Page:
“After this I looked and there before me was a great multitude that no one could count, from every nation, tribe, people and language, standing before the throne and in front of the Lamb. They were wearing white robes and were holding palm branches in their hands.
“And he said, ‘These are they who have come out of the great tribulation; they have washed their robes and made them white in the blood of the Lamb. Therefore, they are before the throne of God and serve him day and night in his temple; and he who sits on the throne will spread his tent over them. Never again will they hunger; never again will they thirst. The sun will not beat upon them, nor any scorching heat. For the Lamb at the center of the throne will be their shepherd; he will lead them to springs of living water. And God will wipe away every tear from their eyes.’”
Can you get that final image in your mind’s eye? “And God will wipe away every tear from their eyes.” Here is the God Jesus showed us. A loving parent bending down and personally wiping the tears out of his child’s eyes. Here is comfort for the grieving, healing for the bruised and battered, hope for the despairing. There is a God who is aware of our heart aches, our frustrations, our fears–who personally longs to bow down before us and wipe the tears from our eyes. I don’t know about you, but that sounds like good news to me.
God is an intimate and loving God. That is what Christ taught us and even showed us. God is very close. God knows each of us better than our best friend knows us. And God cares about our problems.
A few Sundays ago, I mentioned a Bette Midler tune, “The Rose.” Do you remember another of her tunes, “From A Distance”? The chorus contains a phrase that is repeated over and over again, “God is watching us, God is watching us, God is watching us … from a distance.”
The implication seems to be that God is a somewhat disinterested observer of our lives. God is watching us from a distance. That is not the picture of God that the New Testament teaches.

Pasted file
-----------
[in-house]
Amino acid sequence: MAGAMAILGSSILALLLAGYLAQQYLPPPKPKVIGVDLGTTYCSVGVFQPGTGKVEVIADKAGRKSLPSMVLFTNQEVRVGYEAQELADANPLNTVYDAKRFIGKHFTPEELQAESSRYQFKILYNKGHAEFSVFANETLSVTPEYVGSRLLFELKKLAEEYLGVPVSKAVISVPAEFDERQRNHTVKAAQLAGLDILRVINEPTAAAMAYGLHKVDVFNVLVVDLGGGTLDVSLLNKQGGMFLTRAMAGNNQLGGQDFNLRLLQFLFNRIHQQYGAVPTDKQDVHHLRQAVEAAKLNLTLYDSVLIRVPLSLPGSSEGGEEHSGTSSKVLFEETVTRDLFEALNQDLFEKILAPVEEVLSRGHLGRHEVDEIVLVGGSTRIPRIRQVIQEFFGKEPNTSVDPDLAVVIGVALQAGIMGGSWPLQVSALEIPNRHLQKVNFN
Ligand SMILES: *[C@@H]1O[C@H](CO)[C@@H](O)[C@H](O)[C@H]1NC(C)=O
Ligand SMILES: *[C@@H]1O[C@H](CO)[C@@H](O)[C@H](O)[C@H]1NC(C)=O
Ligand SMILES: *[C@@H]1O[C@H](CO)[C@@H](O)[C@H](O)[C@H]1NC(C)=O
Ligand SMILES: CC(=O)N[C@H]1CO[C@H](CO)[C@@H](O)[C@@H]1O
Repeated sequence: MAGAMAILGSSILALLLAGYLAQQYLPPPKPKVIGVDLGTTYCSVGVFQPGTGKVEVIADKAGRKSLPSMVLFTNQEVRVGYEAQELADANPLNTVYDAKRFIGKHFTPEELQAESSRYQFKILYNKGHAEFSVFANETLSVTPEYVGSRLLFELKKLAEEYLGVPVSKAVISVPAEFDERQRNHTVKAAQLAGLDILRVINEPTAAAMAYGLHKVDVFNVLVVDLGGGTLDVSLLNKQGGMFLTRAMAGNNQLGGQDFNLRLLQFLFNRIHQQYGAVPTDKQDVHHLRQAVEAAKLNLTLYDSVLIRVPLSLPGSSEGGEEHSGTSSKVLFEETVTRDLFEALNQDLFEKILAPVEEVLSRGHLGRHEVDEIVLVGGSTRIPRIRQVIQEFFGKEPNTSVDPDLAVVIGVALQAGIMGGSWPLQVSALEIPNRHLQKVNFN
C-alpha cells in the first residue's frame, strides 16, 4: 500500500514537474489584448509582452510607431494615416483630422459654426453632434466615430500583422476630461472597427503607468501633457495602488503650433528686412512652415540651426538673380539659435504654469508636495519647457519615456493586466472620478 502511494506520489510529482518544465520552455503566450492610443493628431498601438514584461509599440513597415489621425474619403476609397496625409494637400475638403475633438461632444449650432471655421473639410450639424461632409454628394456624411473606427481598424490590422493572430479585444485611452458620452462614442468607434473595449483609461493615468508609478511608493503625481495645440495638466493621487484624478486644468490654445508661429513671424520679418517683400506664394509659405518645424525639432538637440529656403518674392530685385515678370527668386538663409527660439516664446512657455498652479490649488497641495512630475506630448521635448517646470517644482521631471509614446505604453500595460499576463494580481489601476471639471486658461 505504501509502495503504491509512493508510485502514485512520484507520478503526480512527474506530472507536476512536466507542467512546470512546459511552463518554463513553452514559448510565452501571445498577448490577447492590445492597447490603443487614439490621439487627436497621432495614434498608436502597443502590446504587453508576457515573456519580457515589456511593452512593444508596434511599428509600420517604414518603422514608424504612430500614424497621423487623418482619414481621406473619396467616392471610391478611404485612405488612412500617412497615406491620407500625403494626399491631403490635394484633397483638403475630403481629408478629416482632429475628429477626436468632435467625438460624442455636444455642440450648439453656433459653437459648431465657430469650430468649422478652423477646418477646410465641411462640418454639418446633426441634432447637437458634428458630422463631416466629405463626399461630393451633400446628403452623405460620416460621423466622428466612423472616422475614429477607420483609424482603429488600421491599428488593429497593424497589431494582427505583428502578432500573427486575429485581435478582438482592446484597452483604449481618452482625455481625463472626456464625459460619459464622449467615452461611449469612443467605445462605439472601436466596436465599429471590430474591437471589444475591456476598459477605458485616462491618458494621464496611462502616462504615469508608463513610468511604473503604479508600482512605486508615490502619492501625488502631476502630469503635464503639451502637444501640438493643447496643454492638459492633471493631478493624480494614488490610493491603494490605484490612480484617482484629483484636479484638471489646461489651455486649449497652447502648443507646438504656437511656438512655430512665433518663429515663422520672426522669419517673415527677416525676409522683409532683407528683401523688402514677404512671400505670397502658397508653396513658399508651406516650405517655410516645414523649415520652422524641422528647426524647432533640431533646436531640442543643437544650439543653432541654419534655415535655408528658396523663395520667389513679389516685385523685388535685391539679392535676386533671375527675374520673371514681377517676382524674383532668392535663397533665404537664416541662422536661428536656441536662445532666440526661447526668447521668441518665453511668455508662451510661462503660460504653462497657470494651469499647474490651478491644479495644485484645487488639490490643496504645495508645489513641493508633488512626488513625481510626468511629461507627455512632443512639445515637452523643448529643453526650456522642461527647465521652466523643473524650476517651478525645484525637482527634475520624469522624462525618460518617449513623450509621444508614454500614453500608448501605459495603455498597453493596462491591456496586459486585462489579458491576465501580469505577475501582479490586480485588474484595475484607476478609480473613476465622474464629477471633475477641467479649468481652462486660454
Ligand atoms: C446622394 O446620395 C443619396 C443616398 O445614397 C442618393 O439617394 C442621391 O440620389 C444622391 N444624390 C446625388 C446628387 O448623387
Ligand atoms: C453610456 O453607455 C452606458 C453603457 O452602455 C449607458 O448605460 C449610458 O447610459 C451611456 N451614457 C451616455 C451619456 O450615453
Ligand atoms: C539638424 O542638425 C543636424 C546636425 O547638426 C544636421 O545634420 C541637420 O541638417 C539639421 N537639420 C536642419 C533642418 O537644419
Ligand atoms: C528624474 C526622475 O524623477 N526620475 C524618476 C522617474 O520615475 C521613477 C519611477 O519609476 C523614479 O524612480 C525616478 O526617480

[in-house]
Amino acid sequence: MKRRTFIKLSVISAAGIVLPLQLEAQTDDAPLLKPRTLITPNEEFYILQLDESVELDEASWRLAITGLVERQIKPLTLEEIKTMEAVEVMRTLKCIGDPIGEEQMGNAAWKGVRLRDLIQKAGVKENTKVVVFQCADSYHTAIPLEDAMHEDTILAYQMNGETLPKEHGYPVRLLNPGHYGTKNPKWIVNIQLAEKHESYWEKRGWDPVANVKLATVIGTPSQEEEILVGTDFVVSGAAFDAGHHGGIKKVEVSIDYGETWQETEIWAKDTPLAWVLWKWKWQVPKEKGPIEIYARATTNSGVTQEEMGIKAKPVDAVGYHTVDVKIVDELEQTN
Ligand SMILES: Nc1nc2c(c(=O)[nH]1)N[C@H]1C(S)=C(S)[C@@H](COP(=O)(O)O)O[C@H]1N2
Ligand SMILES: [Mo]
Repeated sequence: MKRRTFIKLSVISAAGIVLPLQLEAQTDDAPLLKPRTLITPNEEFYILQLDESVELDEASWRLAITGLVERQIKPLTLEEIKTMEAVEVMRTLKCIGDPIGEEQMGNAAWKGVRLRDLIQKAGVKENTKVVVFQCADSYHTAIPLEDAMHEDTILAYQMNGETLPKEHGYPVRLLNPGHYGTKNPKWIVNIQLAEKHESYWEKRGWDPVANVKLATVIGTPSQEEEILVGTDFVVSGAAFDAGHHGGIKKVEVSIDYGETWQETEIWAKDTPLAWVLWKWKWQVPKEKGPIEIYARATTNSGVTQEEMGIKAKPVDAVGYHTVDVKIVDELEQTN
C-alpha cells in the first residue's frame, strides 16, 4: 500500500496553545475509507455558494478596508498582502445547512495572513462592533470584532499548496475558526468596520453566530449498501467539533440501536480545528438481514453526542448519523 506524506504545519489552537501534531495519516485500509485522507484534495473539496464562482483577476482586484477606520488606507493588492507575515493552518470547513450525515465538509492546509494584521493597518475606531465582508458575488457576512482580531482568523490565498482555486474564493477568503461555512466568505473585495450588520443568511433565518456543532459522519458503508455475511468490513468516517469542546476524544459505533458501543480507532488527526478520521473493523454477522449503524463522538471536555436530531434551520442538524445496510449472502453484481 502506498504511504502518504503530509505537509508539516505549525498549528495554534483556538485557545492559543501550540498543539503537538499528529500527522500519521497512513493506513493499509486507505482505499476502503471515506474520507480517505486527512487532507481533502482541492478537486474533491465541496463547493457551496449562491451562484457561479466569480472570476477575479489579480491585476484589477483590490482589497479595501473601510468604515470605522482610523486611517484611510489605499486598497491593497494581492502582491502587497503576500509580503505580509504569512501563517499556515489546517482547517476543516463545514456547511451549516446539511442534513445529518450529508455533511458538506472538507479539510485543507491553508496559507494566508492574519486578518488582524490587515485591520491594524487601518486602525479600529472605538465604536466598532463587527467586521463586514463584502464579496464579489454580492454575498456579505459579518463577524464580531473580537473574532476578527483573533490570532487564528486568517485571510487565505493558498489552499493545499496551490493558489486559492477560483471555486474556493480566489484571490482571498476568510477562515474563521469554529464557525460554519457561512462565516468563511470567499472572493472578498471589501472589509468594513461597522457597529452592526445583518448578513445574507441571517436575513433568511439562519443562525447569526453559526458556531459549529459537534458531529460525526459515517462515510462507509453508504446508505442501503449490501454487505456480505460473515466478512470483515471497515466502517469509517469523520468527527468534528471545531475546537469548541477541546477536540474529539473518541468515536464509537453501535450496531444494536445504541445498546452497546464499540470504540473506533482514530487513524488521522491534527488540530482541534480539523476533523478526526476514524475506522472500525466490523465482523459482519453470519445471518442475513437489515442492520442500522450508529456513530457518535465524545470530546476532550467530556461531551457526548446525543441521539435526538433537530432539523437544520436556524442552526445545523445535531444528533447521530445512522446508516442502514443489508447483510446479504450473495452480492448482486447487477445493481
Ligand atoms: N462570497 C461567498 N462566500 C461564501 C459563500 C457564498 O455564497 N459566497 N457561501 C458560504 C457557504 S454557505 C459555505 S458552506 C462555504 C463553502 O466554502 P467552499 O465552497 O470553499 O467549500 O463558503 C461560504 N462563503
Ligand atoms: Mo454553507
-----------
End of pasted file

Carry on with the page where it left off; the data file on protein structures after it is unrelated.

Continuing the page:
It’s like that story of a group of children lined up in the cafeteria of a religious school for lunch. At the head of the table is a large pile of apples. The teacher has made a note: “Take only one. God is watching.”
At the other end of the table is a large pile of chocolate chip cookies. Charlie, a young boy, looks back at the note by the apples and decides to write his own note to place by the cookies: “Take all you want, God is watching the apples.”
This is the picture of God that many people have. God is watching from a distance, probably trying to catch you doing something wrong. A more accurate picture of God is found in a story told by Leonard Sweet in his book, Soul Salsa:
A certain Native American tribe had a unique way of training young braves. On the night of a boy’s 13th birthday, he was led out into the wilderness to spend the night alone. Most young braves, at this time in their lives, had never been away from the security of their elders. Yet on this night, these young teenagers were blindfolded and taken miles away. When each one took off his blindfold, he found himself in the middle of the woods, alone, dependant on nothing but the goodwill of the Great Spirit–and his own survival training.
You can imagine what a terrifying night that was for these young boys. Imagination magnified every woodland sound, until it seemed like a fearsome monster.
But then, finally, each young brave managed to get to sleep–and when dawn broke, he rubbed the sleep from his eyes and looked around. What he saw was an amazing sight: a tall man, standing just a few feet away, armed with bow and arrow. It was his father. He had been there all night long, weapons at the ready–watching over his son as he slept.
This is the God that Jesus revealed to us. Abba–Daddy. Gracious, loving, always concerned about our best good. I know you’ve heard that thousands of times, but when will you embrace that truth and make it your own? You don’t need to be full of anxieties and insecurities, anger and fearfulness. The God who created the universe and everything in it is a God who kneels down and wipes the tears from his children’s eyes.